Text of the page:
Article series on How to Reduce Manufacturing Costs – Part 2

Last month we shared the ways our most successful clients have stayed successful – by reducing manufacturing costs. We touched briefly on Lean Manufacturing, but wanted to cover it in more detail this month, as it can have astounding results. 

Adopting lean manufacturing principles can reduce manufacturing costs by increasing labor productivity, cutting production throughput times, reducing inventories, and cutting errors and scrap by as much as half. So, what is “Lean”? It is a simple and effective way of conducting business processes. It characterizes all activities as either value-added or non-value-added with the focus on eliminating non-value-added activities (wastes).

Waste is defined as any activity that does not add value from the customer’s perspective. According to research conducted by the Lean Enterprise Research Centre (LERC), 60% of production activities in a typical manufacturing operation are waste — they add no value at all for the customer. The good news is that just about every company has an opportunity to cut manufacturing costs using lean manufacturing techniques and other best practices. This article from shows how small changes can produce big results in labor reduction, raw materials, and, even in the call center.

Just think about reducing your production time or cost by even half of that — what would that do to your bottom line? Cost saved drops directly to the bottom line. For example, assuming that your product costs are split evenly between raw material, labor and overhead, a 30% reduction in labor means that your product cost decreased by 10% (.3 X 33.33). That might be a 10% increase (or more) in your EBITDA (Earnings Before Interest, Taxes, Depreciation and Amortization). What do you think your controller will say to a 10% improvement in bottom line because you are doing things more efficiently?

What would it do to your ability to produce finished goods? If labor is your bottle-neck — and, in today’s tight marketplace, hiring qualified employees is always a challenge — a 30% reduction in labor means that you can produce one-third more finished goods. Or, you can apply that labor to another product that is in tight supply. No matter what your scenario, Lean has benefits for labor, management and customers.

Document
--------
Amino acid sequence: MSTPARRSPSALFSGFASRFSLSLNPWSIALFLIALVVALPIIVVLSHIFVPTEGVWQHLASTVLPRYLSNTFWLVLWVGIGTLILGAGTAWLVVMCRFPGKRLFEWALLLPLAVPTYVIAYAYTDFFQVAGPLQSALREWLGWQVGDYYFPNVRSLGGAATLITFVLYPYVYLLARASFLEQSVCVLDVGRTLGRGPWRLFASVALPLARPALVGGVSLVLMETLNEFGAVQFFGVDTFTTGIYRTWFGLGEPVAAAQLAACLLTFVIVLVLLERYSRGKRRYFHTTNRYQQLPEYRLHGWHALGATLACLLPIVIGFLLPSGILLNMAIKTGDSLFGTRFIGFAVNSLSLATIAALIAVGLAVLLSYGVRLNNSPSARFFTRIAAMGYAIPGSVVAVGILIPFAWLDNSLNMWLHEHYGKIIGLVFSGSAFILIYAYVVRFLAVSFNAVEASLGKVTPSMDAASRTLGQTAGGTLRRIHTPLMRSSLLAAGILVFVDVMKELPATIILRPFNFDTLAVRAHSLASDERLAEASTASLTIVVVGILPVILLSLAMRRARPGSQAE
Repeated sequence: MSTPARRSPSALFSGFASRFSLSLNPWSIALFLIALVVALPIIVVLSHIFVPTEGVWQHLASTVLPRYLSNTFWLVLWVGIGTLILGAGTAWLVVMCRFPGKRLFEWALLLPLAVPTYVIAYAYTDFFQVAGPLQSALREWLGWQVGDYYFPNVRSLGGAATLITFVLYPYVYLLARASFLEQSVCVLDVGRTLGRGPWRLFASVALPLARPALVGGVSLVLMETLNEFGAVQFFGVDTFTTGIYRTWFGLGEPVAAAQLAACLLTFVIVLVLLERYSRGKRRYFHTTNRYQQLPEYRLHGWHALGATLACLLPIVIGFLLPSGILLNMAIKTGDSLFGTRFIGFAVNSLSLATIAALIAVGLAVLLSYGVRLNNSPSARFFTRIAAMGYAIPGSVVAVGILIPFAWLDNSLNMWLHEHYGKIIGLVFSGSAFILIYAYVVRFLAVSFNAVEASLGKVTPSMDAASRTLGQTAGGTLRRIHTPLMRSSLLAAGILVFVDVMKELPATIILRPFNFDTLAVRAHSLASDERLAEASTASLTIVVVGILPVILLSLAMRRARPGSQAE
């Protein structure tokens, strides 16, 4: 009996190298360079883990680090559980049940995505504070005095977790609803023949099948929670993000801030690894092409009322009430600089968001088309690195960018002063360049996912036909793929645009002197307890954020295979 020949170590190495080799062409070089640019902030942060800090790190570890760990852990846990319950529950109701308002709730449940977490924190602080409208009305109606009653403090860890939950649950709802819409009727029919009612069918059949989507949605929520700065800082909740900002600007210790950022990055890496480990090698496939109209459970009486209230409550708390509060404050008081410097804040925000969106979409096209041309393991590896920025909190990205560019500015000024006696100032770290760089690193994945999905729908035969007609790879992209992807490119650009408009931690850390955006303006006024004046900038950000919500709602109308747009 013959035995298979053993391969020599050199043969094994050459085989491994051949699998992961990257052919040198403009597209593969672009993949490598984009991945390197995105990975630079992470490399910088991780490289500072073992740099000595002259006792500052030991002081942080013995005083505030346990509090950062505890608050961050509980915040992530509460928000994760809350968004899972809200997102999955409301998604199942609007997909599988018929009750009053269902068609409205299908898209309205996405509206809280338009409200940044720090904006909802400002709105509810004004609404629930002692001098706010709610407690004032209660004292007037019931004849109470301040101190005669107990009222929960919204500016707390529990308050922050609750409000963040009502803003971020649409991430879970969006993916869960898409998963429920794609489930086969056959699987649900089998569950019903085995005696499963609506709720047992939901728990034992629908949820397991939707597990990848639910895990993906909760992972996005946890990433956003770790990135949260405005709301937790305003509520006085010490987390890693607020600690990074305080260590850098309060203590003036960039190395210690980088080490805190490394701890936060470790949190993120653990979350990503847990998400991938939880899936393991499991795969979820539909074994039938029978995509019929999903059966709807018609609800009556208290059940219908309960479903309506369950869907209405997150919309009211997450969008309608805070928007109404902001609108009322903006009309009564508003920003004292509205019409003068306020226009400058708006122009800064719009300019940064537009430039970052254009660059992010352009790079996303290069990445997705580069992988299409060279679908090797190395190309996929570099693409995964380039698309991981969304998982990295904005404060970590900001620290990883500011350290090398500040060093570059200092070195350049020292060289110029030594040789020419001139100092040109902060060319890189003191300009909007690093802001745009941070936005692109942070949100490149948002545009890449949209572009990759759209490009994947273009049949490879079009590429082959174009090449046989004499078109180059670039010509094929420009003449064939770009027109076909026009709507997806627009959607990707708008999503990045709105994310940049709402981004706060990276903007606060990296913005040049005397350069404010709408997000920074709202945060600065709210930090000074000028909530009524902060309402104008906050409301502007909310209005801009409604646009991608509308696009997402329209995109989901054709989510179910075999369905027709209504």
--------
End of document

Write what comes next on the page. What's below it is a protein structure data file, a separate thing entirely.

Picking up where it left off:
A great place to start implementing lean production is by understanding the forms of waste (waiting, transportation, inventory, motion, over-production, over-processing, defects, and wasting talent) and how to eliminate them. Check this list of Lean Terms and Definitions to get a fast primer on Lean. These terms describe the “tools” Lean uses to eliminate waste, improve your manufacturing operations, and thereby reduce manufacturing costs. Two of my favorites from The Toyota Way are “Genchi Genbutsu” (Go and See for yourself) and “Plan, Do, Check, Act” (PDCA a four-step management method for continuous improvement). Don’t let the Japanese terms scare you, they are short-hand from concepts. The link above gives very brief, manageable definitions to help you get a framework to learn.

Of course, one of our goals is to make sure that we have a good understanding of how an ERP / MRP system can fit into a lean manufacturing organization. We can mirror your lean processes in software systems, to support reducing waste and manufacturing costs in the process. We always want our clients to be better at what they do, and if BASM as your partner can help you do it better, more profitably; it’s a win for everyone and we’ve done our job.

Download our article on Lean Manufacturing Insights which covers the principles of using lean production to reduce manufacturing costs. It provides more detail on the forms of waste and information on several of the lean tools.

Download this Whitepaper